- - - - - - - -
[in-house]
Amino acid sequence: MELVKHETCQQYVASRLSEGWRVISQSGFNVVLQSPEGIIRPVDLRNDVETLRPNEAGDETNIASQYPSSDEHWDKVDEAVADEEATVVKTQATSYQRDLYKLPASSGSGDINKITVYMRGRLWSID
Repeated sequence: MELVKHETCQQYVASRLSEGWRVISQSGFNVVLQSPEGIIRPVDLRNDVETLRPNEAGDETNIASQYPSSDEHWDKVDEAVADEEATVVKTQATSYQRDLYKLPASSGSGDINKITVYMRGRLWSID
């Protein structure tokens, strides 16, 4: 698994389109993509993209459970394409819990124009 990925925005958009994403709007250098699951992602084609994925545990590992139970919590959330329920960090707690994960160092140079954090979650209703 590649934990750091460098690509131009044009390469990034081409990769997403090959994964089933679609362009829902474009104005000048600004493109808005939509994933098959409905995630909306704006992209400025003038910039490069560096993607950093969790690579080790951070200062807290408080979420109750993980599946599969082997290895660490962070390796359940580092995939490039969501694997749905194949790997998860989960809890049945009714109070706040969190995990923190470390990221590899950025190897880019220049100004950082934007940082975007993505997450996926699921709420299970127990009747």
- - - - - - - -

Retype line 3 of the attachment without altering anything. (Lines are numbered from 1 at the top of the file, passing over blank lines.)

Repeated sequence: MELVKHETCQQYVASRLSEGWRVISQSGFNVVLQSPEGIIRPVDLRNDVETLRPNEAGDETNIASQYPSSDEHWDKVDEAVADEEATVVKTQATSYQRDLYKLPASSGSGDINKITVYMRGRLWSID